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Men in Black

Black-tie is back in on Capitol Hill.

House Democrats targeted the local charity gala circuit early this year by inadvertently banning lawmakers from accepting free tickets to the events when they overhauled House ethics rules. [IMGCAP(1)]

Charity groups and lawmakers squealed in protest, and Democratic leaders, who called the change a drafting error, pledged to fix it.

They made good on that promise last month in a little- noticed change as they pushed through their second round of reforms aimed at cleaning up the legislative process. A 23-word clause Democrats tacked to the end of the rule governing debate on their lobbying reform proposal simply clears Members of Congress to once again go gratis to the local balls.

“Members had been complaining that they couldn’t go to smaller charity events because of the rule change,” said John Santore, spokesman for House Rules Chairwoman Louise Slaughter (D-N.Y.).

Event planners also experienced heartburn.

They rely on lawmaker attendance to goose corporate sponsors, and with concern about the rule change spreading on the Hill, they saw participation tumble. For example, organizers of The Alvin Ailey American Dance Theater gala, held at the Kennedy Center in February, had to inform nearly 20 Members they already had invited about the rule change. Most lawmakers ended up skipping the event.

Carolyn Peachey, of the event coordination firm Campbell Peachey & Associates, said she has been vetting all of her invites with the ethics committees this year. No more, she said, though she predicted planners will still proceed cautiously.

“Nobody in the event business wants to issue an invitation that gets a client or a Member of Congress in trouble,” she said.

The foul-up wasn’t the only oops-a-daisy in the reform process.

Another Democratic rules change intended to ban lawmakers from hitching rides on corporate jets also accidentally prohibited about a half-dozen Members from flying on their own planes. Democrats fixed that earlier this year.

More recently, proving Democrats don’t have a monopoly on reform goofs, Republican Rep. Chris Cannon (Utah) authored an amendment to the reform bill meant to limit outsourcing of Congressional legal work. But it could have the unintended effect of forcing several of the largest law and lobbying shops in town to fire their lobbying clients. House and Senate negotiators are likely to clean it up in conference.

Going Google. The search is over. The rapidly growing Google has landed two new Democratic lobbyists for its in-house operation.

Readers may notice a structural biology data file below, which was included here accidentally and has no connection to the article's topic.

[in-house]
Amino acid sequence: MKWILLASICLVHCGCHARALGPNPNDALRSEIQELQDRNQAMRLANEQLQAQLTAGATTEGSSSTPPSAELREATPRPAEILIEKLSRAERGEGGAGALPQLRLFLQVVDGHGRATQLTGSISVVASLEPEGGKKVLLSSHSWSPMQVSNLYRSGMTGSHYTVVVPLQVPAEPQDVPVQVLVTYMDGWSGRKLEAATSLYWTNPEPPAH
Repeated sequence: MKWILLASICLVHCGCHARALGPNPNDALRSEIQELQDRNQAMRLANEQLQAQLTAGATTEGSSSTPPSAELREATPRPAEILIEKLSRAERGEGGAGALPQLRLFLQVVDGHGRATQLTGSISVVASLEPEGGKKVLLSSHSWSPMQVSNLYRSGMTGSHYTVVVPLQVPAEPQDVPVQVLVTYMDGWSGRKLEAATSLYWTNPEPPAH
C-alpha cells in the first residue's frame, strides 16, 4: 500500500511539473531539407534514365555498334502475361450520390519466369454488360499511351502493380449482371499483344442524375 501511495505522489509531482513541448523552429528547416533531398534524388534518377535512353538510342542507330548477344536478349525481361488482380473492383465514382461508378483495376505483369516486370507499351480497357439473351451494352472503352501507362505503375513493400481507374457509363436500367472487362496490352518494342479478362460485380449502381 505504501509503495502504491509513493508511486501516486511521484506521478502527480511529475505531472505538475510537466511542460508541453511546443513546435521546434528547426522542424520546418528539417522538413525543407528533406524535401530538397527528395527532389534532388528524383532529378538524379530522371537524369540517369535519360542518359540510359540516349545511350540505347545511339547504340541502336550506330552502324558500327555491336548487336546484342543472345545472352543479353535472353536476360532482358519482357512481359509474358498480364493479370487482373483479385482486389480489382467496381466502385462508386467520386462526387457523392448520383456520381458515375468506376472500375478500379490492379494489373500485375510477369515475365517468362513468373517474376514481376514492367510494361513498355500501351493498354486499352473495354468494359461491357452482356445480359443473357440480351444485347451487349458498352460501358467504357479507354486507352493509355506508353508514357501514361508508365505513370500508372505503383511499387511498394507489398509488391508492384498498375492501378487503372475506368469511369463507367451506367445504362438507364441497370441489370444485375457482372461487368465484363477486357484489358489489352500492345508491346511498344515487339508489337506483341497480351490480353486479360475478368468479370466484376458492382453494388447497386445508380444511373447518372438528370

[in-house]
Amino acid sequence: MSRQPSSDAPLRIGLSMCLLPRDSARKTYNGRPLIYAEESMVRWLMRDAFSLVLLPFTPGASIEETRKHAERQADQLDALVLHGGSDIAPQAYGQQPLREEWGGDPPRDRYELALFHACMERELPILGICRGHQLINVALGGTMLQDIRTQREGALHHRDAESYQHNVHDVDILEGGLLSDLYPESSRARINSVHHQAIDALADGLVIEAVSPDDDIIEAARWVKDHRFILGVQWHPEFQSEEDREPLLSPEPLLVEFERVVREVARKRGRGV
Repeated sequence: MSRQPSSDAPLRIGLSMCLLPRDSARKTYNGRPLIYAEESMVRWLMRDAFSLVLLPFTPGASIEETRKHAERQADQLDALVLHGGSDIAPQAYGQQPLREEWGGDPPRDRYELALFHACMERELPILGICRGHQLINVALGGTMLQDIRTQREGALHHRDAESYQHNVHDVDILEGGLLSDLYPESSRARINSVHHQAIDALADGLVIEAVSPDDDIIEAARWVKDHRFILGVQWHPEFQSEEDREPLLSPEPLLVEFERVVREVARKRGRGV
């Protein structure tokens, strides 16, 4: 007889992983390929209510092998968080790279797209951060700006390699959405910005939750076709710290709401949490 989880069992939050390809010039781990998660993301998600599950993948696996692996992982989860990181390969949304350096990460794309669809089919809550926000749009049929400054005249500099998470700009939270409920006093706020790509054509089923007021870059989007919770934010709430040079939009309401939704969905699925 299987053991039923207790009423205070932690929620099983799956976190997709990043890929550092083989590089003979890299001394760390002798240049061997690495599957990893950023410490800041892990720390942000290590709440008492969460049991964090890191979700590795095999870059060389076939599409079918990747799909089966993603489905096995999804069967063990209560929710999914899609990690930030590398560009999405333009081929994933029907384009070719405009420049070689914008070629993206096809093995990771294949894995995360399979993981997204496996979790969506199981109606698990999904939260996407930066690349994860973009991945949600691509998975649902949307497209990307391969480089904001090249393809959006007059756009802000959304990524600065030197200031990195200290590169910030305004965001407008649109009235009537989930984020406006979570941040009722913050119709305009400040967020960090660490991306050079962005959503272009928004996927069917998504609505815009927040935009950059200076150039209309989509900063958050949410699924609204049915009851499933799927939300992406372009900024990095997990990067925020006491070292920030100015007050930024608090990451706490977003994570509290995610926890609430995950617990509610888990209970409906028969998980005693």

John Burchett, an aide to Michigan Gov. Jennifer Granholm (D), will lead Google’s state government relations, while Johanna Shelton, senior staff member for the House Energy and Commerce Committee, is joining as policy counsel and legislative strategist.

Burchett, who had been Granholm’s chief of staff, will work out of Google’s Washington, D.C., office.

Shelton, who starts at Google on June 25, will serve as the company’s chief liaison with Congressional Democrats. Since January, she has been Energy and Commerce’s senior counsel for telecommunications and the Internet under Chairman John Dingell (D-Mich.).

Meanwhile, Google also tapped some extra help recently from outside firm Brownstein Hyatt & Farber to aid in its proposed $3.1 billion acquisition of online advertising company DoubleClick Inc.

Give Peace a Pass. The International Peace Garden, located on the border of North Dakota and Canada, may not spend money on high-priced lobbyists, but the garden has one well-placed advocate in home-state Sen. Kent Conrad (D-N.D.).

Conrad has drafted an amendment to the immigration bill — already a magnet for add-ons — that would exempt visitors to the Peace Garden from a new mandate that would require them to carry a passport.

Peace garden officials say they worry many of the U.S. residents who visit the garden and its 2,400 acres would skip it if it included the costly requirement of getting a passport. For his part, Conrad has drafted an amendment that would “allow citizens and nationals of the United States to travel to the International Peace Garden” with free “Peace Garden Passes.”

The passport requirement “would economically eliminate many many people from entering the garden,” said its director Doug Hevenor. “The amendment would allow people to stop at the border point, receive a peace garden pass from the custom’s station.” They would be required to show a photo ID.

Otherwise, Hevenor said, “60 percent of our attendance comes from the United States. I would envisions we would lose up to half or more of that immediately.”

Hevenor added that the 75-year-old Peace Garden’s mission is to celebrate the friendly relations between Canada and the United States. Each country donated land for the garden. Visitors can camp there or view several memorials, including one to the victims of the Sept. 11, 2001, terrorist attacks.

Hevenor said Conrad and the state’s other Members have been “extremely supportive” of the garden’s campaign.

Of course, not everyone sees the issue as a serious one that merits consideration on the comprehensive immigration bill. “It doesn’t pass the laugh test,” said Brian Darling, director of Senate relations for the conservative Heritage Foundation. Heritage has expressed concerns over the bigger immigration bill because, Darling said, it would grant amnesty to more than 12 million illegal immigrants.

K Street Moves. Ryan Spangler, who was deputy scheduler in the office of Sen. Joseph Biden (D-Del.), has joined Monument Policy Group as a lobbyist.

• The Association of International Automobile Manufacturers has added Kim Custer as its director of communications.

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